The magnetic field at any point in space is a vector quantity. This means there is a direction associated with the field as well as a field strength. Consider the arrow below:
The direction of the arrow can be thought of as the direction of the magnetic field. The length of the arrow can be thought of as the strength of the field, i.e. the longer the arrow, the stronger the field. Call this length B.
If I place set of axes on the arrow I can divide the field into two components of the field, namely the x component and the y component. Call these lengths Bx and By.
I can now describe the length of the arrow, or the strength of the magnetic field, in terms of the x and y components. Using the Pythagorean Theorem:
Now imagine that there exists a third direction, so that the arrow, B can be pointing out of (or into) the plane of the page. There is now a third component, namely Bz, which in our example is the length of the component stretching from the page outward to the tip of the arrow.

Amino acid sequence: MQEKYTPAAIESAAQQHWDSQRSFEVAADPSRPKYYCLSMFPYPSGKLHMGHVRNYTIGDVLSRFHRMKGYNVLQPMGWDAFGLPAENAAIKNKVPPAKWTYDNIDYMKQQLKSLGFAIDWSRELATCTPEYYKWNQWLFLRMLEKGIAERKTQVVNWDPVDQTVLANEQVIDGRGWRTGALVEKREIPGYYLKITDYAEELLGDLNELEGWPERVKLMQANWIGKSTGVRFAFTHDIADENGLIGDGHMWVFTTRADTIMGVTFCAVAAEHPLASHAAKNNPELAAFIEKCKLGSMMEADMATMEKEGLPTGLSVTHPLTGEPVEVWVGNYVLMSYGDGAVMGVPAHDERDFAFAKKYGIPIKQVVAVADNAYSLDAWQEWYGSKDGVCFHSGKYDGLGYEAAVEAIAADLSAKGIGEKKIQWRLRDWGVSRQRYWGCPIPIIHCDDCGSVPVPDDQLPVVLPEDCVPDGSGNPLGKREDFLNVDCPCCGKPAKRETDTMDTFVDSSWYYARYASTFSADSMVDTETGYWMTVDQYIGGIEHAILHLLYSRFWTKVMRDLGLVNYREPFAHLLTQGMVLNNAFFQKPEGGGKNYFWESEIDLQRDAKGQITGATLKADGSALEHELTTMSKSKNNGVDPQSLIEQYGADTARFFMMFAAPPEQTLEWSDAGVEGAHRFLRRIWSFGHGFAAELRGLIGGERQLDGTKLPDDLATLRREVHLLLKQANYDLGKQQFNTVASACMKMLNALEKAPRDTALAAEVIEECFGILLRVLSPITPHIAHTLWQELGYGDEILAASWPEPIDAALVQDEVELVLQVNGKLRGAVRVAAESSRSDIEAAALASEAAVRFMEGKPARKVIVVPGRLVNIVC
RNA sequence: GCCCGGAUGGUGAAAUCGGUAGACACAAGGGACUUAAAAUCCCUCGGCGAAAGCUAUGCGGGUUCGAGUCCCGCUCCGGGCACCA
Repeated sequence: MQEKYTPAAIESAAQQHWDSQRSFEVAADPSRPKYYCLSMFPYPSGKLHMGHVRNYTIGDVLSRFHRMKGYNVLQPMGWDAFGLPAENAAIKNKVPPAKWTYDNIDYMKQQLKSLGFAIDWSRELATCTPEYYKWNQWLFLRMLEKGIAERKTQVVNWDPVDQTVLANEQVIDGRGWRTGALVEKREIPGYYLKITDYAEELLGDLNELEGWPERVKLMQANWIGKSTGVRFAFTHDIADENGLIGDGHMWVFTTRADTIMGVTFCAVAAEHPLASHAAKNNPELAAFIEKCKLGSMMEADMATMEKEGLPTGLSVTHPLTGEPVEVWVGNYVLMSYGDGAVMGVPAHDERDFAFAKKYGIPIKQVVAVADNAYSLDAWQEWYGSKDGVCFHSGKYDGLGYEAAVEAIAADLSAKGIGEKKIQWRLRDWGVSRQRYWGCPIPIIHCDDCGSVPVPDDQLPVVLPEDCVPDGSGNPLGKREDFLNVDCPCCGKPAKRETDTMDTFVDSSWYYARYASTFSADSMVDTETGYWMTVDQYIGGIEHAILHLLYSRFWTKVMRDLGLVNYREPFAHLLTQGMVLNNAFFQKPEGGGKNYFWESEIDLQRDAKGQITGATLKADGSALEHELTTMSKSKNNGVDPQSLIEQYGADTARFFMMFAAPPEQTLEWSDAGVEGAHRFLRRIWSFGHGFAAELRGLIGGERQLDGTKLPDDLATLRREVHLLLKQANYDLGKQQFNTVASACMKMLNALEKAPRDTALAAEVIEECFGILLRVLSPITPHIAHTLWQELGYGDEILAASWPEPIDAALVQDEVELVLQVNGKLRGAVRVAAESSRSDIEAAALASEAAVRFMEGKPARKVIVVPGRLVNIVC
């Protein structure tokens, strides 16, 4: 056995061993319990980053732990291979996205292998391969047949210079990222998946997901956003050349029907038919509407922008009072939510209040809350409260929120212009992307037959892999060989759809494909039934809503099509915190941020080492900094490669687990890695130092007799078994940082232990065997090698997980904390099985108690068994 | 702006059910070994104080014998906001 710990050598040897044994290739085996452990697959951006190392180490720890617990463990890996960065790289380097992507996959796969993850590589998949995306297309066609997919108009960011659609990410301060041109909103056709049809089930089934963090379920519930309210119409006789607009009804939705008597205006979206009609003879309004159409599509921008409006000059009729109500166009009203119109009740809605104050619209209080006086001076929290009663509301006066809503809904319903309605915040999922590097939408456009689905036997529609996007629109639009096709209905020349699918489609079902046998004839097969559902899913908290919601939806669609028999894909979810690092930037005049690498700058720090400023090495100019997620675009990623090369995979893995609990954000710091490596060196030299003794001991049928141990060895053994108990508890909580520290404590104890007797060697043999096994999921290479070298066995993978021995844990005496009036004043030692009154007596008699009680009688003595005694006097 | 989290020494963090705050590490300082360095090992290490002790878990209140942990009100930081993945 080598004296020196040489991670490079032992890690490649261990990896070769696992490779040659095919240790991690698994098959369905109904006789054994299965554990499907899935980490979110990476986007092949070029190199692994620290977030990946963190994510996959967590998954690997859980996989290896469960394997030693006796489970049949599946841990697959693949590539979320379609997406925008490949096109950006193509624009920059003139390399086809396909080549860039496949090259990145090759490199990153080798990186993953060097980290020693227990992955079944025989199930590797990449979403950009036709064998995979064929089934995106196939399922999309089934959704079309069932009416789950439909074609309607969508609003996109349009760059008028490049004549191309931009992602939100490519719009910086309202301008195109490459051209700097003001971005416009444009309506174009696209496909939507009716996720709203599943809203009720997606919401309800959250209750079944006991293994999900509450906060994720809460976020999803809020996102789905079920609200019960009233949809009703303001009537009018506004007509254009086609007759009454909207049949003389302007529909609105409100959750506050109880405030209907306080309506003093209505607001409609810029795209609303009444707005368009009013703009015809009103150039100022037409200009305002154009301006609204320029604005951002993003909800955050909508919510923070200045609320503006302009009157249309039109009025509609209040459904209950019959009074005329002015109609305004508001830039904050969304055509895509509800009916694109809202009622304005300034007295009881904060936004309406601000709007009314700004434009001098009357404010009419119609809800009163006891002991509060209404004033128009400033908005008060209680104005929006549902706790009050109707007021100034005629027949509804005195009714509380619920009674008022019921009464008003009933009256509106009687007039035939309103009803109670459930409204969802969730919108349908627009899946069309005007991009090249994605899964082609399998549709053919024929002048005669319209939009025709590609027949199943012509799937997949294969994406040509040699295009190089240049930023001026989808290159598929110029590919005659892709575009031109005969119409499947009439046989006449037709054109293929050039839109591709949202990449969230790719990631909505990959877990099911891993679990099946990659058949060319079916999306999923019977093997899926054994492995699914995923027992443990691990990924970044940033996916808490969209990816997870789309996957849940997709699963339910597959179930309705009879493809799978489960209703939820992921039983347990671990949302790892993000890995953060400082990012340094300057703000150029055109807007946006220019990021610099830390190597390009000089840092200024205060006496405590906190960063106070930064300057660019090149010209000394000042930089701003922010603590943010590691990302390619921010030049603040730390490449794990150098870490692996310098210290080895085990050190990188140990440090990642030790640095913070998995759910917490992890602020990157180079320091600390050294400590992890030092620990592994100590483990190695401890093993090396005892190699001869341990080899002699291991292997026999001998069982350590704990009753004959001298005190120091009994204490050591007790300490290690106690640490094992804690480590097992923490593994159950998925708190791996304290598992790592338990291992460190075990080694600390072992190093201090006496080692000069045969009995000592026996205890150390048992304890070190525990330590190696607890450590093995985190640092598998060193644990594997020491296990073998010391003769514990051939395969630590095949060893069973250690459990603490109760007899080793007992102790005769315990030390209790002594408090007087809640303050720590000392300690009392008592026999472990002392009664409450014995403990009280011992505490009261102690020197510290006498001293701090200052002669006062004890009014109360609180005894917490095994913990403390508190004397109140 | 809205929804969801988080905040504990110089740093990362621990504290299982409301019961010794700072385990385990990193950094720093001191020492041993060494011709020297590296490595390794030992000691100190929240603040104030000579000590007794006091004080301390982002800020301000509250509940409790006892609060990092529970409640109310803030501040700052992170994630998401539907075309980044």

By exactly the same mathematics, I can now describe B as:
The value B, is the strength of the magnetic field. Bx, By, and Bz are the three components measured by a three axis teslameter (gaussmeter). A single axis measuring device will change its reading depending on which way the sensitive axis is oriented with respect to the direction of the magnetic field. To obtain a complete representation of magnetic field at any point in space, one needs not only the value of B, but the direction, which can be expressed as the three components, Bx, By and Bz.
Some magnetic field sensors measure only one component of the magnetic field (Fluxgates and Hall effect instruments). These are referred to as single axis devices.
Other instruments measure only the total field amplitude (NMR, ESR). This is the quantity B above.
It is possible to combine three axis sensors to give three field measurements in a single probe package. These are referred to as three-axis devices.